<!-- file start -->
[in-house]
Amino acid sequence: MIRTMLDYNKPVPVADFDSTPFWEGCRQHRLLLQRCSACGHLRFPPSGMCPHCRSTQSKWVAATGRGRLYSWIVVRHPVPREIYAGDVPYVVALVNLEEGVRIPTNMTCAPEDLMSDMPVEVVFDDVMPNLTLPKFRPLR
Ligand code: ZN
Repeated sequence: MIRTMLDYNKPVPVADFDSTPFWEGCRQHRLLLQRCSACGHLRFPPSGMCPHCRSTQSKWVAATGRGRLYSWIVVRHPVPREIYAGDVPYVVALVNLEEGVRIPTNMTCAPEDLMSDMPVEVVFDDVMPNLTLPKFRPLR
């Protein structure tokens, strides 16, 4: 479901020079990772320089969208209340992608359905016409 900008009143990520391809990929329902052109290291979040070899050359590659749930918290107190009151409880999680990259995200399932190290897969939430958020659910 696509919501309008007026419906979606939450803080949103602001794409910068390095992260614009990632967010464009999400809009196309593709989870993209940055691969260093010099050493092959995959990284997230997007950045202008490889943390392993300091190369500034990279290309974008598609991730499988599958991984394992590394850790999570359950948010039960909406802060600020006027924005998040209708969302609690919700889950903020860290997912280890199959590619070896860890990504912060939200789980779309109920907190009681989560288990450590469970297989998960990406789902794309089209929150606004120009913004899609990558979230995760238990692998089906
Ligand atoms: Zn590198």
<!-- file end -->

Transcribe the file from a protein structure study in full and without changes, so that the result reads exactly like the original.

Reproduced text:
[in-house]
Amino acid sequence: MIRTMLDYNKPVPVADFDSTPFWEGCRQHRLLLQRCSACGHLRFPPSGMCPHCRSTQSKWVAATGRGRLYSWIVVRHPVPREIYAGDVPYVVALVNLEEGVRIPTNMTCAPEDLMSDMPVEVVFDDVMPNLTLPKFRPLR
Ligand code: ZN
Repeated sequence: MIRTMLDYNKPVPVADFDSTPFWEGCRQHRLLLQRCSACGHLRFPPSGMCPHCRSTQSKWVAATGRGRLYSWIVVRHPVPREIYAGDVPYVVALVNLEEGVRIPTNMTCAPEDLMSDMPVEVVFDDVMPNLTLPKFRPLR
């Protein structure tokens, strides 16, 4: 479901020079990772320089969208209340992608359905016409 900008009143990520391809990929329902052109290291979040070899050359590659749930918290107190009151409880999680990259995200399932190290897969939430958020659910 696509919501309008007026419906979606939450803080949103602001794409910068390095992260614009990632967010464009999400809009196309593709989870993209940055691969260093010099050493092959995959990284997230997007950045202008490889943390392993300091190369500034990279290309974008598609991730499988599958991984394992590394850790999570359950948010039960909406802060600020006027924005998040209708969302609690919700889950903020860290997912280890199959590619070896860890990504912060939200789980779309109920907190009681989560288990450590469970297989998960990406789902794309089209929150606004120009913004899609990558979230995760238990692998089906
Ligand atoms: Zn590198």